Ván & Vásárhelyi (2014) determined the sensitivity of the GSI based on mechanical properties, such as the Hoek-Brown equation (failure envelope of the rock mass) and the Hoek-Diederichs equation (deformation moduli of the rock mass). It was shown that sophisticated empirical equations can be highly sensitive to the uncertainties in the GSI values - even if the error of the GSI is only 5%, the relative sensitivity can reach 100%!
Recently, Morelli (2015) analyzed the different calculation methods of GSI. Using Monte-Carlo simulations, his simulation results indicate that the diverse relationships may predict dissimilar values of the GSI for the same rock mass. He obtained the highest GSI value from the equations which apply the conventional RMR1989 values, and the lowest results were obtained by using the RMi method for GSI calculation.
Berg, Tor E. (Norwegian Marine Technology Research Institute (MARINTEK)) | Selvik, ørjan (Norwegian Marine Technology Research Institute (MARINTEK)) | Rautio, Rune (Akvaplan-niva) | Bambulyak, Alexei (Akvaplan-niva) | Marichev, Andrey (Norwegian University of Science and Technology)
This paper discusses the status and development prospects of Arctic escape, evacuation and rescue (EER) solutions in the Greenland and Barents Seas, and briefly describes two recent maritime rescue operations in Norwegian waters. Successful outcomes of maritime EER operations in Arctic waters depend on a number of factors, including design of escape routes, available means of evacuation, distance to available SAR resources, type of rescue units, early information/detection related to maritime accidents, and metocean and ice conditions. Selected items are discussed below.
European Arctic waters comprise the areas from Eastern Greenland to the Barents Sea. There are some major differences between preferred escape, evacuation and rescue (EER) solutions for Greenland, Iceland, Norway and Russia. This is mainly due to differences in national EER philosophies, organization and availability of search-and-rescue (SAR) resources. In Norwegian waters, the preferred EER solution is based on governmental SAR helicopters, while ships operated and coordinated by state salvage departments are the most important tools for Russian EER at sea. This difference reflects the distinctions between the Norwegian and Russian Arctic waters in terms of distances, infrastructure and conditions. Norway has approximately 20% winter ?? ice cover, while most of Russia’s Arctic waters are covered by ice in winter. Russia's SAR system in the Arctic is based on icebreakers and ice-class salvage vessels.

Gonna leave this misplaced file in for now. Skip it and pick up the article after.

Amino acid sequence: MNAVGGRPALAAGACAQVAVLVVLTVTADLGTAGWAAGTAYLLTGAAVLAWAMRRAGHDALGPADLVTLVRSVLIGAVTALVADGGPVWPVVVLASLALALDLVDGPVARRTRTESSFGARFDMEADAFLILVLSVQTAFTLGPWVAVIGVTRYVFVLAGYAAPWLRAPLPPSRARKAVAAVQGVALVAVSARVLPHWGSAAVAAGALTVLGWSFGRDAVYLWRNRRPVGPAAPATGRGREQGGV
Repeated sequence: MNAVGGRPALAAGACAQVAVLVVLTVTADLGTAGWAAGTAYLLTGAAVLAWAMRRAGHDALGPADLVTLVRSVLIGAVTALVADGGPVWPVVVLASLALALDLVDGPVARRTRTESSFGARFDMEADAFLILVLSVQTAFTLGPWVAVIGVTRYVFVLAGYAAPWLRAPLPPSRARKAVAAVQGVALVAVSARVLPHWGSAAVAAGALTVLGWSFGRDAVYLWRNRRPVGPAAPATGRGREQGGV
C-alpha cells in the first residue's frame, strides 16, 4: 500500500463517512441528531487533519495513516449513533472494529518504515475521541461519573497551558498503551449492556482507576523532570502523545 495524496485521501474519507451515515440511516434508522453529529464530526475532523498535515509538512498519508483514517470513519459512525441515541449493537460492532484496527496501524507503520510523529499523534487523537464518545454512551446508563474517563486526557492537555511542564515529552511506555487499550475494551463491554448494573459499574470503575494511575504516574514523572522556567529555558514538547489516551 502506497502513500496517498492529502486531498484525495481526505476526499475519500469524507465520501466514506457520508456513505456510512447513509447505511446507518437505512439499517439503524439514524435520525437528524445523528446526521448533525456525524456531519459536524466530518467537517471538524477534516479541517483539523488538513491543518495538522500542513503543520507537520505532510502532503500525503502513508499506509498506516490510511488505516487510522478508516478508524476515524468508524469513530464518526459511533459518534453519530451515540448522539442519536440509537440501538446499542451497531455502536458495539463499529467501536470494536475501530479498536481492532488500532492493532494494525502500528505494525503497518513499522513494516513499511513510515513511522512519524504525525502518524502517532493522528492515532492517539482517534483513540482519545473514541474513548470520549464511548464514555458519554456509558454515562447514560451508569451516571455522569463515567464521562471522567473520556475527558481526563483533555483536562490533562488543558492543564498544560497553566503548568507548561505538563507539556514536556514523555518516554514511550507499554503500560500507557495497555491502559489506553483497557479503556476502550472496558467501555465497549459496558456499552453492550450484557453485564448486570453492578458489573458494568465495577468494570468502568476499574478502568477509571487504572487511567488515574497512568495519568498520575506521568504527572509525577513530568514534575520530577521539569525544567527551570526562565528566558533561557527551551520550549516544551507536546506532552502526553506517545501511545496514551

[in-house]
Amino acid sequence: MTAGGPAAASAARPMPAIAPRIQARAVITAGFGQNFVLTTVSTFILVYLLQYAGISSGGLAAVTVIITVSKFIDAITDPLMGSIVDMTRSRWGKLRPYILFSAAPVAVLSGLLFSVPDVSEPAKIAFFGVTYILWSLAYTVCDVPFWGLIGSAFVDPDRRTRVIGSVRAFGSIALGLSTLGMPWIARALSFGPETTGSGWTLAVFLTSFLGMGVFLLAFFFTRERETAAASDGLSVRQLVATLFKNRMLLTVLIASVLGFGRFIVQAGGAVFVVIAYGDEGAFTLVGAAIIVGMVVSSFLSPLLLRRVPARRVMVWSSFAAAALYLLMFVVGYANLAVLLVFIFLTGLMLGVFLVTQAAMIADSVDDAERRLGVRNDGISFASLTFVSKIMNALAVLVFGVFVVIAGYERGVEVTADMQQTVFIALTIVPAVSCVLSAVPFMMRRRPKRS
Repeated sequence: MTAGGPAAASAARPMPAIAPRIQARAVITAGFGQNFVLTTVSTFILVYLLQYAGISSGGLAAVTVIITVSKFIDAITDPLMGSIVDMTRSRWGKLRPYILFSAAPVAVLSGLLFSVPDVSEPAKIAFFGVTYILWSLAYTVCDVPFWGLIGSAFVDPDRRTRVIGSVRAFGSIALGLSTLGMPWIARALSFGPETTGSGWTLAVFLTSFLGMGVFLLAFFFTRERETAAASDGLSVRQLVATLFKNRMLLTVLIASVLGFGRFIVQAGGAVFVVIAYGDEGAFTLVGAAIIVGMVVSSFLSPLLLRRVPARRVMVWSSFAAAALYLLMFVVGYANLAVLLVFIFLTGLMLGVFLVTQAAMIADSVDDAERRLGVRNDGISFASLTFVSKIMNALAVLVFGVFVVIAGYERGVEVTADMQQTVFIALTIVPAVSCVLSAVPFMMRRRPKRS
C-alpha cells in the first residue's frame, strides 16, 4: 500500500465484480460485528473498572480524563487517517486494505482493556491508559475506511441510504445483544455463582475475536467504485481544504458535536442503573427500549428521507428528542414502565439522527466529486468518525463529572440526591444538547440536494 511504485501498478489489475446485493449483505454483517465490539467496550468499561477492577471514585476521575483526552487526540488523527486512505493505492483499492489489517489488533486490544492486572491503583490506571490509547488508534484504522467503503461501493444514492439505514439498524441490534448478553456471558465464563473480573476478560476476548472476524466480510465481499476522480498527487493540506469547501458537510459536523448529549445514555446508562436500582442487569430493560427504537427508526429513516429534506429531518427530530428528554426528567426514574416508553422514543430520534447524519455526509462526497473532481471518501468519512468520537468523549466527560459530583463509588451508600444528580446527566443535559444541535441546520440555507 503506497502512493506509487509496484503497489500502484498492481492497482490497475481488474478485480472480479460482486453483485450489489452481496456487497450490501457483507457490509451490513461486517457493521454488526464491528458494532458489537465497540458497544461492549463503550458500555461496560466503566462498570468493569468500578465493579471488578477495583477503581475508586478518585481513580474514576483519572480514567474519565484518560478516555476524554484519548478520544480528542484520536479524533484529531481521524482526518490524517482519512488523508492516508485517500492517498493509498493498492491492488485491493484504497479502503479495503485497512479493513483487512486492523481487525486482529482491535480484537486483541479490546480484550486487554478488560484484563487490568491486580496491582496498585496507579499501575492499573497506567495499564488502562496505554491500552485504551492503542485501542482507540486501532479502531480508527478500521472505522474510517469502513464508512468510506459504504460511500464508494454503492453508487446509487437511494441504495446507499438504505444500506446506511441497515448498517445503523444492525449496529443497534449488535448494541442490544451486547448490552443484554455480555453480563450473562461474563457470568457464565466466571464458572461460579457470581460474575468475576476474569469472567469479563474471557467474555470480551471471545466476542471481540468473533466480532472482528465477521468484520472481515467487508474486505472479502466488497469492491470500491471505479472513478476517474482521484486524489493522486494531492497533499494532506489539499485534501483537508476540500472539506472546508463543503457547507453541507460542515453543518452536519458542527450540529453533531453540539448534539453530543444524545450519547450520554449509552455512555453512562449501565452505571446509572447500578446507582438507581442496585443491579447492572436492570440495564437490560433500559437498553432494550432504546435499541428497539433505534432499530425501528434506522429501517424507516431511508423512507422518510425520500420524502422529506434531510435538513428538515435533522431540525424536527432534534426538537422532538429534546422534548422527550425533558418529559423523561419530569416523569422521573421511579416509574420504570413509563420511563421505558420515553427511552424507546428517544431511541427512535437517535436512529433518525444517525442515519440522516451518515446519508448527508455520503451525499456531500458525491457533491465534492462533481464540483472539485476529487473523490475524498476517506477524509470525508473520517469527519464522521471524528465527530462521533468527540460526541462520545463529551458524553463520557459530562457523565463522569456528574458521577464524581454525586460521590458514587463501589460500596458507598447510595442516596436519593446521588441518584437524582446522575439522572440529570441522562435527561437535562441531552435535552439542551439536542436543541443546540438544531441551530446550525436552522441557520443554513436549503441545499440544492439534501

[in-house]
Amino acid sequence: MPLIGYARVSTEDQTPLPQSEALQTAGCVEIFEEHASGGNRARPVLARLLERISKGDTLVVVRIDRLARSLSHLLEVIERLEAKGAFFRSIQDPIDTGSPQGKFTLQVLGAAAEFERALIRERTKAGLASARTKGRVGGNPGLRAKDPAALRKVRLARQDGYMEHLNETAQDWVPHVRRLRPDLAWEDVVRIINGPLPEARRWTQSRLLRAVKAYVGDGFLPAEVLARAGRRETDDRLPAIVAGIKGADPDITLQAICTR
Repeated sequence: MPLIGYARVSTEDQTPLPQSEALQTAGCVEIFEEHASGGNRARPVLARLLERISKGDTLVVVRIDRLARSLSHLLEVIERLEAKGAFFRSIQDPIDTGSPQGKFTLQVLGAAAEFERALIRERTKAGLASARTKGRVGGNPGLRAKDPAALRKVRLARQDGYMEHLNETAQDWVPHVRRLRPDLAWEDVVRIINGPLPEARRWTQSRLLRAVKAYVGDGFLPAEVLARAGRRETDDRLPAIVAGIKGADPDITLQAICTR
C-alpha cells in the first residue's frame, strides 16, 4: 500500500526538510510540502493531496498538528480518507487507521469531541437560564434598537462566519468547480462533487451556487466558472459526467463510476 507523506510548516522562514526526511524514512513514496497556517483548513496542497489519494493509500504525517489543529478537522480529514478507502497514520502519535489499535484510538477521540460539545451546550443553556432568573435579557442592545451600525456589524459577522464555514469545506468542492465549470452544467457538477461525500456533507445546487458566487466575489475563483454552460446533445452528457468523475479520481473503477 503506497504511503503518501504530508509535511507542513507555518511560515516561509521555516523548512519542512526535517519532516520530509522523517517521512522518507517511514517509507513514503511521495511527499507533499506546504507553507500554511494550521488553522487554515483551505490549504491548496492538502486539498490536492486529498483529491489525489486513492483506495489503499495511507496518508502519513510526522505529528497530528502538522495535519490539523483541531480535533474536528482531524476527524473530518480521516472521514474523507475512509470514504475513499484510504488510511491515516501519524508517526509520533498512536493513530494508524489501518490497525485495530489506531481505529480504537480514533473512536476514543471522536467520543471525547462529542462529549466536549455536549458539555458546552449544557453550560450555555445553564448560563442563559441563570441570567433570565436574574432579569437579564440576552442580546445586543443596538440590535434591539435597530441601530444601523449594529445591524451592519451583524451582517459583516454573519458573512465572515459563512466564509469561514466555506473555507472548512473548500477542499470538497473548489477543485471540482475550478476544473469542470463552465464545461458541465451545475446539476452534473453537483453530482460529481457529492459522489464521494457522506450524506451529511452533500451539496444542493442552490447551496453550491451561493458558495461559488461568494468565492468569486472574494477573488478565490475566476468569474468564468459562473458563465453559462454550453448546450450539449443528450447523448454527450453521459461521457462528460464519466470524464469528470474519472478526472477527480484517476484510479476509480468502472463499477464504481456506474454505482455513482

This paper discusses the current status of and development prospects for Arctic EER solutions for the Greenland and Barents Seas,and briefly describe how successful outcomes of maritime EER operations in Arctic waters depend on a number of factors such as the design of escape routes, available evacuation means, distance to available appropriate SAR resources, early information about and detection of maritime accidents, and metocean and ice conditions. The challenges we discuss include:
- Traffic surveillance and detection of maritime accidents
- Operability of evacuation means under Arctic conditions
- Transit speed for seaborne rescue vehicles
- Transfer of personnel from lifeboat/life rafts to helicopter or rescue vessel.
To supply the World's future energy demand, new areas such as the Arctic region are being explored to find oil and gas resources. Offshore Arctic oil and gas operations are to an increasing extent subject to global public opinion and scrutiny. Potential impacts can easily become a topic for discussion, locally and globally. This manuscript will explore the challenges and opportunities of a social license to operate for oil and gas activities in the Arctic. Building or re-building a sustainable, trustful relationship with local communities is crucial, as well as balancing the risks and benefits at a local level. However, the challenges for Arctic oil and gas activities do not only relate to the local level, but are intrinsically linked to the global level including the debate on climate change and the use of fossil fuels. At the same time, if the social license to operate of an Arctic project is under pressure, this can potentially affect the social license of not only a company but the entire oil and gas sector.